Since we are concerned with improving the quality of life of our cats, issues such as stress, fear and anxiety can cause some behavioural problems that can affect us and our feline friends.

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First of all, stress is a normal cause and effect response of everyday life. Something happens in the environment and it generates good or bad stress. Fear is an emotion that accompanies the awareness of a “real” danger in the eyes of the cat. Even if, for us, it may seem trivial, the cat sees a concrete risk of dying. Anxiety, on the other hand, is an unpleasant psychophysiological state that manifests itself as a fear to an absent danger. This will manifest itself as physical symptoms such as difficulty breathing, palpitations, as well as psychological disorders such as permanent hypervigilance, obsessive behaviours, etc.

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Here are some ways to recognize the signals your feline friend is sending you. This list is not exhaustive, since each cat will develop different mechanisms when facing unpleasant situations. Moreover, it will not necessarily show all the signs at the same time, or sometimes successively. Some cats are more fearful than others and will respond differently before having an unexpected reaction.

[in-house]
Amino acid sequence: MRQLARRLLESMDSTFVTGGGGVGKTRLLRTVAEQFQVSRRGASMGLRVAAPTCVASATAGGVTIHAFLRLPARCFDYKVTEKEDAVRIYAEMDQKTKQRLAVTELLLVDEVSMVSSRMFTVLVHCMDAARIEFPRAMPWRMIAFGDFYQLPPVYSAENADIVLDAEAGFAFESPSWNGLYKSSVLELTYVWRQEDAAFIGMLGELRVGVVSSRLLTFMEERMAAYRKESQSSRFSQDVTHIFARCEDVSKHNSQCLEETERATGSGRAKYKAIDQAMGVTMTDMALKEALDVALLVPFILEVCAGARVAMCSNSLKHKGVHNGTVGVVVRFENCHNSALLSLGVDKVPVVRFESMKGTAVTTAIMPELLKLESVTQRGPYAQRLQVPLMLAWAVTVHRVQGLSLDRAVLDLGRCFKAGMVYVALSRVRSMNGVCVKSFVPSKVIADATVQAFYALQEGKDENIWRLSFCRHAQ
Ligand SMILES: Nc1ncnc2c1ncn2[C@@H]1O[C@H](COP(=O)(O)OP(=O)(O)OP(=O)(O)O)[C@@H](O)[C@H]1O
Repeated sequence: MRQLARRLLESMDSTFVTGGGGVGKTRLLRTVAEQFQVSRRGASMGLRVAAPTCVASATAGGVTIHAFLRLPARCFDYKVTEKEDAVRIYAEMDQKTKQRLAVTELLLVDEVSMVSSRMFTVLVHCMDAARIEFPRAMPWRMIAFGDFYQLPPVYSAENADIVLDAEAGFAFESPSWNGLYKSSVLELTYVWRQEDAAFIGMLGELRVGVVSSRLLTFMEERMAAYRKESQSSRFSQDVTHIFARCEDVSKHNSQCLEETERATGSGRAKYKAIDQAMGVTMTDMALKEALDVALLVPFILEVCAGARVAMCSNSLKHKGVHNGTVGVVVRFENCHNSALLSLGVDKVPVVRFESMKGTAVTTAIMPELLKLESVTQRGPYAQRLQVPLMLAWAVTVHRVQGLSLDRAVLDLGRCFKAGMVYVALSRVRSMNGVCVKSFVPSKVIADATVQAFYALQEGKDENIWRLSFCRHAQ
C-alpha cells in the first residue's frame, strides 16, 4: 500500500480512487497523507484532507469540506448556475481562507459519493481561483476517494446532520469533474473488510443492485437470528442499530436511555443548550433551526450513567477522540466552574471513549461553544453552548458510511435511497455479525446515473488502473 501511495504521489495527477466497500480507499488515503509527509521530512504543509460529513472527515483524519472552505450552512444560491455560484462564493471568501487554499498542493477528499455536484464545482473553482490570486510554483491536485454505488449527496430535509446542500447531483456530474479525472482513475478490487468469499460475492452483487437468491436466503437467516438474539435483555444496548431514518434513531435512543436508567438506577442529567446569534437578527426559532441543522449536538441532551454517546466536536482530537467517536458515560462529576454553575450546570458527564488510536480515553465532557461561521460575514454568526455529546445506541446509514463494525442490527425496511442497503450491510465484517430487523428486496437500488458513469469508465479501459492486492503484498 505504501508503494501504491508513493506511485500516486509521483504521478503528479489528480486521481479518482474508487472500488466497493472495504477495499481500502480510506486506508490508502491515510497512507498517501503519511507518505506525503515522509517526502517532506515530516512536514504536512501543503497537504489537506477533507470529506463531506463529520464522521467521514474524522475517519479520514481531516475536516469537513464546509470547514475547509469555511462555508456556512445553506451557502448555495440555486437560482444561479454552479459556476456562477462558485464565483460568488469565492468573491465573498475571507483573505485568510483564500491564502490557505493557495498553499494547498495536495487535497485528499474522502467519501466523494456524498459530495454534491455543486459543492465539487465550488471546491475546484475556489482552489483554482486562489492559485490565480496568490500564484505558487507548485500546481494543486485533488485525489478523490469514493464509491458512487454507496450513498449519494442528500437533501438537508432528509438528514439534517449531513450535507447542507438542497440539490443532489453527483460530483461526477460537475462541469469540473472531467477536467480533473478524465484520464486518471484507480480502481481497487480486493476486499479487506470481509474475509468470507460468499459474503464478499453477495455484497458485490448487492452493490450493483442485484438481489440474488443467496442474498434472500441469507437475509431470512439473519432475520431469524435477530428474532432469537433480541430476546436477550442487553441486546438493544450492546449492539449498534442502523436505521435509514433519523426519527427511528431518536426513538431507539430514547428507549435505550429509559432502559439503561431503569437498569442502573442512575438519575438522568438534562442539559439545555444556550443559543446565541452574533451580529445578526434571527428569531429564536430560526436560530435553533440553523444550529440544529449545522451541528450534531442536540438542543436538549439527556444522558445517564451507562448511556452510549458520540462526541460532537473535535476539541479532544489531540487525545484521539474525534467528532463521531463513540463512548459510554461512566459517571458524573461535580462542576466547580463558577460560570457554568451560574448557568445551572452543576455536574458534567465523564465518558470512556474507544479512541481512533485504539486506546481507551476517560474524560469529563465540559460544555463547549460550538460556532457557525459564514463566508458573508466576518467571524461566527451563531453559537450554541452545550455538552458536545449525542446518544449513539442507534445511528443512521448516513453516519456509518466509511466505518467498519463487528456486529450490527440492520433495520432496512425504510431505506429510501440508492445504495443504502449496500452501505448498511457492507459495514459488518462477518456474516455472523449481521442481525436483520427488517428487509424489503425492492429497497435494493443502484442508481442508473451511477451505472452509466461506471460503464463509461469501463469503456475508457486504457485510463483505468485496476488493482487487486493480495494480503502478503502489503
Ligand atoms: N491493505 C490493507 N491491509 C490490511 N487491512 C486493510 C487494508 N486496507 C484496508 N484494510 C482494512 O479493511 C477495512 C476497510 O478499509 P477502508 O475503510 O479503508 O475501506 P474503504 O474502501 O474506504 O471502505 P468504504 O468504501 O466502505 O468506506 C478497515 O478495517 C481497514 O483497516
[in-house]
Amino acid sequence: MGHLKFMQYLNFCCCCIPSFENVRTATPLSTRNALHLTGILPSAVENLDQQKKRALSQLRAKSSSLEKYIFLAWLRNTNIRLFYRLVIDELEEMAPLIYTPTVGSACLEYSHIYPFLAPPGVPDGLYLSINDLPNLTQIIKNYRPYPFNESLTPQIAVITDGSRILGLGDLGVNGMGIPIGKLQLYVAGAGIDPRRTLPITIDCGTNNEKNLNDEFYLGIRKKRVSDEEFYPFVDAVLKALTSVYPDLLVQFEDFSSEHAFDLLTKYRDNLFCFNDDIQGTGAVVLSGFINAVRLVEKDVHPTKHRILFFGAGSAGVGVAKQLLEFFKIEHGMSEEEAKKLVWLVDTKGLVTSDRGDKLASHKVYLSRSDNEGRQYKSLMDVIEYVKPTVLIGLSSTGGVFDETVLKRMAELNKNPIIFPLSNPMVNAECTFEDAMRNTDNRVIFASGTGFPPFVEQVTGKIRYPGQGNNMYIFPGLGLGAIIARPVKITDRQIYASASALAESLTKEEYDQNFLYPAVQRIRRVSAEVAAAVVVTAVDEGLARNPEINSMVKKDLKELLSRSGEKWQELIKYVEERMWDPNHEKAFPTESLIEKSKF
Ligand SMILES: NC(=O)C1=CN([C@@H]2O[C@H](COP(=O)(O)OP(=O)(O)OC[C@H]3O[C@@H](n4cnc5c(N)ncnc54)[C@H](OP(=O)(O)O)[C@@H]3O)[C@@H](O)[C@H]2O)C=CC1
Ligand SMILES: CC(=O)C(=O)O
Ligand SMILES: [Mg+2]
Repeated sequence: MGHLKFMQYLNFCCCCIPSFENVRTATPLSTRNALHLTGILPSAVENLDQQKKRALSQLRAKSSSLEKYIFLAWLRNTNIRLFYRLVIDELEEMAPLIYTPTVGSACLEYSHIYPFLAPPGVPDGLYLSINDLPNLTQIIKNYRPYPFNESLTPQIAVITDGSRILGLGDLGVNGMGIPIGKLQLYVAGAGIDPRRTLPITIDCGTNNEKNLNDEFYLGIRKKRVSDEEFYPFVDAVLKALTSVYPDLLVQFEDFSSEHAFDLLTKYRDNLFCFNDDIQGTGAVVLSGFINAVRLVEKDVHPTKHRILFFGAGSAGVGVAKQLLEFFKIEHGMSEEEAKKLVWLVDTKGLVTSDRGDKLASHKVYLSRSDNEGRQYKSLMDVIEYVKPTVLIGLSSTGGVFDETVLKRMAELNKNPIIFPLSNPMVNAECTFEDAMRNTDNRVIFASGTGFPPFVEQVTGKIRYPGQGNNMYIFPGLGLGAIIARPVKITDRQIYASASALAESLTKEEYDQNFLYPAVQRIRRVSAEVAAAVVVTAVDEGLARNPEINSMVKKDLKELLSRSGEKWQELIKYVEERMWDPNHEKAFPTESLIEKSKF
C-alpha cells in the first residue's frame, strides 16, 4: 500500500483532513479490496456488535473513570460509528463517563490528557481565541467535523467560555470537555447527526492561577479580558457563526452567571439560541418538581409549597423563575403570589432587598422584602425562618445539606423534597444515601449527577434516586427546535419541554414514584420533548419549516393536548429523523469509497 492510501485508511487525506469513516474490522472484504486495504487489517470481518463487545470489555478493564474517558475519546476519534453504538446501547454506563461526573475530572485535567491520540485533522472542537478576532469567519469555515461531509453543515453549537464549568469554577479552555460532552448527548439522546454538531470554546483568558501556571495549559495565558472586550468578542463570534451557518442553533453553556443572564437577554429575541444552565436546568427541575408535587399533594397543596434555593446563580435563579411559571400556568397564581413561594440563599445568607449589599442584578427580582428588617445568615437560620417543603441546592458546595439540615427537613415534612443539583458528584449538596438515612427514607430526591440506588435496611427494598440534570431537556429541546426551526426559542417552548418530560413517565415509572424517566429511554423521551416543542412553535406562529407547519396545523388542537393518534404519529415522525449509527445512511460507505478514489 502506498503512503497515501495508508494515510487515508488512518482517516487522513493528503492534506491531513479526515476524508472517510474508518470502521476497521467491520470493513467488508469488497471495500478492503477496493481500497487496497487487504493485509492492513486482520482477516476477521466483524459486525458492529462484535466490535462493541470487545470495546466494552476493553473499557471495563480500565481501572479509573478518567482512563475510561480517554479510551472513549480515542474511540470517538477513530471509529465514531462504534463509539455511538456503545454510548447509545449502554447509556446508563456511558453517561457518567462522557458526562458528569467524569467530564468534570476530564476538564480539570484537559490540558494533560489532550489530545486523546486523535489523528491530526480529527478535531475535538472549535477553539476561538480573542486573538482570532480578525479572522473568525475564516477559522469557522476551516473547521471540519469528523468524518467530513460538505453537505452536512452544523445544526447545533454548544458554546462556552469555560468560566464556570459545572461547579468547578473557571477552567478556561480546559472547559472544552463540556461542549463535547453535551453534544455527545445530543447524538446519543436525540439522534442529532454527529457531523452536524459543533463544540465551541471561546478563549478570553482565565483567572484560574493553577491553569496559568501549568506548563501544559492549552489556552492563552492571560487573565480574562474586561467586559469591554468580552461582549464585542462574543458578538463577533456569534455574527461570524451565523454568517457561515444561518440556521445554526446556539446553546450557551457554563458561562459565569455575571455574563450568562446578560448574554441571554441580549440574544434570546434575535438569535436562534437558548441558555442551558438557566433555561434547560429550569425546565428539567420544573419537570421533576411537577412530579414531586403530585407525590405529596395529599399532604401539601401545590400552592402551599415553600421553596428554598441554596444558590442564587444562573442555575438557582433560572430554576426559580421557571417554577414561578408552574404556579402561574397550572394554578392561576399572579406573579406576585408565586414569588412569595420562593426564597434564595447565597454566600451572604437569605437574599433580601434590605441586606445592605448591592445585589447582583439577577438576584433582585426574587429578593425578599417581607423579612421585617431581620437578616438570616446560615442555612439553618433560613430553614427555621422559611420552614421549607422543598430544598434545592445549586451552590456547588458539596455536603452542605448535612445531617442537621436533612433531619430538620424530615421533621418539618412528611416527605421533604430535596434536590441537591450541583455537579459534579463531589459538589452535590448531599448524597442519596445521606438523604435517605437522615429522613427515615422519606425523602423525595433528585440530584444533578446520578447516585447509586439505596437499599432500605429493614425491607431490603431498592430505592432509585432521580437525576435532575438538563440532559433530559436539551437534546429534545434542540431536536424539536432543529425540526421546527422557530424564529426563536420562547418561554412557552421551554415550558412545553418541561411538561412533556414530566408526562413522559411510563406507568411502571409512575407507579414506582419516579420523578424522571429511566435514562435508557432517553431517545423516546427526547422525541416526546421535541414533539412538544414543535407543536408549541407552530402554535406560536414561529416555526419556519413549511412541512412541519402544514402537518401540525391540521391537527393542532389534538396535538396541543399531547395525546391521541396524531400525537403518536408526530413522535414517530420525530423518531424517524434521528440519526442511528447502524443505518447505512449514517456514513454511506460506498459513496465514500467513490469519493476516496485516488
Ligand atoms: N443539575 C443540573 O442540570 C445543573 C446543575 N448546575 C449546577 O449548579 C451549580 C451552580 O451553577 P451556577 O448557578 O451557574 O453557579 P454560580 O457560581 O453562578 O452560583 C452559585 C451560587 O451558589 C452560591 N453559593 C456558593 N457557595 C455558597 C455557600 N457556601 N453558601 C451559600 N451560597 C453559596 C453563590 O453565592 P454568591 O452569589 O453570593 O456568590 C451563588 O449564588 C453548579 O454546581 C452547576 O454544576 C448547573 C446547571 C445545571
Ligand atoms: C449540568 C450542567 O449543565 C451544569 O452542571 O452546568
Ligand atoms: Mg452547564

For cats, the most common signals of fear can be demonstrated by piloerection, ears flattened back, a low tail tucked under the body, a hunched position, dilated pupils, vocalizations, growls, spitting, wheezing, tremors, releasing urine and/or stools and emptying the anal glands. If the cat feels cornered it might probably result in flight behaviour, which could lead to an attack.

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To help your cat return to calmness, arrange several places for it to hide. Another way of managing its environment is to minimize exposure to the trigger. You can also use synthetic hormones in a spray or diffuser, provide it with water as well as a good treat that it adores, such as our Oven-Baked Tradition fish fillets or our canned pâté. The worst you can do is to punish it, force it or put it back in the stressful situation. Arm yourself with patience: it will be grateful and will return its affection a hundredfold.  

If your cat’s condition persists and it affects its quality of life, contact your veterinarian or a qualified cat trainer in your area as soon as possible.